Mr. T has traveled to the area often. One of his former company's home offices was there, and for a period, there was even talk of possible relocation for our family.
Though the word terrorism feels big and ominous and far away, for a multitude of reasons, today's tragic events hit close to home. We are parents and news that an eight-year old boy was one of the victims, and the realization that he was likely there cheering on a loved one, possibly his mom or dad, is almost unbearable.
We have been there at the finish line of races, as both runners and spectators. We know the anticipation that hangs in the air, the excitement of those final steps, whether you're taking them or watching them. We've hugged our family members and reveled in the feeling of pride and accomplishment. It is a place of joy and of celebration.
Being at the Boston Marathon is no accident or stroke of good luck. These runners have spent months, or very likely years, preparing for this day. Their families have too. They may not log the miles themselves, but they offer support and words of encouragement when the task seems insurmountable.
Someone on Twitter captured the feeling perfectly:
Indeed, it's like reading about a friend, even if you don't know their name or have never spoken a word to each other. Those of us reading about the horror may not have been close enough to feel the explosions, but they rocked us anyway. Because whether we've met face-to-face or not, we wave to each other on our weekend long runs, offer a "Nice work!" to cheer each other up a big hill (or maybe just a thumbs up, depending how much breath we have to spare) and chat nervously, yet excitedly as we await the horn signalling the start of a race. It doesn't matter if we struggle to keep an eight-minute kilometer or cruise easily at a sub-six. We challenge ourselves, push ourselves, test our limits and we discover camaraderie in that. It is a common thread that allows us to relate to one another.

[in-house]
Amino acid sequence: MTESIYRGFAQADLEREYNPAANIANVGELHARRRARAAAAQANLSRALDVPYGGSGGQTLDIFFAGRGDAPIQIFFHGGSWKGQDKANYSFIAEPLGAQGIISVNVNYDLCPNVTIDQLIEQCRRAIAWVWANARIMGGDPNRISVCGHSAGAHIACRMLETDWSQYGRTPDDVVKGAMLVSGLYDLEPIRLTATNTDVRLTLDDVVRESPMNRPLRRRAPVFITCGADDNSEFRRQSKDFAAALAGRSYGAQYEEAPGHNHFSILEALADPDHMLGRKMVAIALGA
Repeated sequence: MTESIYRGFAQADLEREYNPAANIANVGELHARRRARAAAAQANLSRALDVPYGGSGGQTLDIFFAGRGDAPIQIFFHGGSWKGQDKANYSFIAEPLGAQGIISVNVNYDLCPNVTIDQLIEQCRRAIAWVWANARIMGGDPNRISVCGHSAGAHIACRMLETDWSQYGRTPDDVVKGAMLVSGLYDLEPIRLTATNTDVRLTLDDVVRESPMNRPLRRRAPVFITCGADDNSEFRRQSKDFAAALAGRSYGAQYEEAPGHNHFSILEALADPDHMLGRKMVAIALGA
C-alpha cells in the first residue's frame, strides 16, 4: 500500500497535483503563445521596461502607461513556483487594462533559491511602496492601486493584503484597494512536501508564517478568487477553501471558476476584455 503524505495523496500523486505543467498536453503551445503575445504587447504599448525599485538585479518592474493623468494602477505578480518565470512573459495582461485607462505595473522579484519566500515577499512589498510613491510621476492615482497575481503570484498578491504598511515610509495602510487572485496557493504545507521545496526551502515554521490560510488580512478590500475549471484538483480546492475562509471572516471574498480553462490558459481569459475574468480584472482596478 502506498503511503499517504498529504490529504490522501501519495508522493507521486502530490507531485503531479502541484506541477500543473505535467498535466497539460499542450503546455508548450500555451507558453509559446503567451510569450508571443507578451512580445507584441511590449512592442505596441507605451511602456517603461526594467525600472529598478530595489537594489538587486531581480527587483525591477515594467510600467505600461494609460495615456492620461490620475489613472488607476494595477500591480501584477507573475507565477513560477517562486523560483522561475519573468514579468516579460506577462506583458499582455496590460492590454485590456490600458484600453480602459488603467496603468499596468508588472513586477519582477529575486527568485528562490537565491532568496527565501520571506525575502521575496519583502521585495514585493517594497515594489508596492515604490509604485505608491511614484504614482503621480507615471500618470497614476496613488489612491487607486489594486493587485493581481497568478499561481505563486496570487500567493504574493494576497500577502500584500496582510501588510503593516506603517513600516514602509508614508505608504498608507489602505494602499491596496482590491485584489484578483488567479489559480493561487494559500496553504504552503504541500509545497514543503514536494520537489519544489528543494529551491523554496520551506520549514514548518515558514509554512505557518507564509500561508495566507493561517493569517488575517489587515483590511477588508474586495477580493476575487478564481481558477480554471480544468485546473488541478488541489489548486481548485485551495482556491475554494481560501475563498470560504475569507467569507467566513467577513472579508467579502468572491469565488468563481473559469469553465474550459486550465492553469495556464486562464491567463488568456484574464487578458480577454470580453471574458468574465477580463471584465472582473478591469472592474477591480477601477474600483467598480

A friend of mine ran the same half-marathon I did last fall. At some point in the final kilometer, her legs gave out on her and she collapsed on the course. Rather than accept help from a medic, she was instead assisted by two other runners who watched her fall and stopped to check on her. Abandoning their own race and possible goals, they hoisted her up, put her arms around their shoulders and helped her to the finish line. This kind of story is not uncommon in the running community.
And so our hearts ache as we watch events unfold that could break even the strongest of spirits. We mourn the loss of innocent lives at an event that shows us the possibilities of strength, endurance and good old-fashioned hard work.
In the coming days and weeks, authorities and officials will look for answers and numerous theories will be posed and debated. But as Newtown and Aurora and New York City showed us, there will not be a satisfactory answer, nor will we ever be able to make sense of it because there is no logic or explanation to madness and depravity. We can only maintain hope that goodness and courage and unity - all of the things that running and the Boston Marathon embody - will prevail.